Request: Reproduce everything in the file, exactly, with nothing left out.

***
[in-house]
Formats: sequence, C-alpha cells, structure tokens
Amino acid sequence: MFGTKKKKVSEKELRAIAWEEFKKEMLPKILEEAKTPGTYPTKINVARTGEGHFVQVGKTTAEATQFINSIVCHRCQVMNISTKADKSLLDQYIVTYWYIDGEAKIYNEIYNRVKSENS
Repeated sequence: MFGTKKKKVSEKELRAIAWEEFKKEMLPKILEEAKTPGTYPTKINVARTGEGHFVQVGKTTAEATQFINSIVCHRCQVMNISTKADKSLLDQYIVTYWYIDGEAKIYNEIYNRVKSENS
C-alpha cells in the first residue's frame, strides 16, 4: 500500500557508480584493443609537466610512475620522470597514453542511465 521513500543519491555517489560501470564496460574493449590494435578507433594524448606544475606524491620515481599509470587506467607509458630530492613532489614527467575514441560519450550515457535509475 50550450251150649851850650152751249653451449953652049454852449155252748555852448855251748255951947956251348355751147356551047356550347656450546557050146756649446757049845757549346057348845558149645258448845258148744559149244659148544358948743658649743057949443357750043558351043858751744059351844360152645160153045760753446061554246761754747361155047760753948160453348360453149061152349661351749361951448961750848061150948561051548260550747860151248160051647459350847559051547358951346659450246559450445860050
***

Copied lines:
[in-house]
Formats: sequence, C-alpha cells, structure tokens
Amino acid sequence: MFGTKKKKVSEKELRAIAWEEFKKEMLPKILEEAKTPGTYPTKINVARTGEGHFVQVGKTTAEATQFINSIVCHRCQVMNISTKADKSLLDQYIVTYWYIDGEAKIYNEIYNRVKSENS
Repeated sequence: MFGTKKKKVSEKELRAIAWEEFKKEMLPKILEEAKTPGTYPTKINVARTGEGHFVQVGKTTAEATQFINSIVCHRCQVMNISTKADKSLLDQYIVTYWYIDGEAKIYNEIYNRVKSENS
C-alpha cells in the first residue's frame, strides 16, 4: 500500500557508480584493443609537466610512475620522470597514453542511465 521513500543519491555517489560501470564496460574493449590494435578507433594524448606544475606524491620515481599509470587506467607509458630530492613532489614527467575514441560519450550515457535509475 50550450251150649851850650152751249653451449953652049454852449155252748555852448855251748255951947956251348355751147356551047356550347656450546557050146756649446757049845757549346057348845558149645258448845258148744559149244659148544358948743658649743057949443357750043558351043858751744059351844360152645160153045760753446061554246761754747361155047760753948160453348360453149061152349661351749361951448961750848061150948561051548260550747860151248160051647459350847559051547358951346659450246559450445860050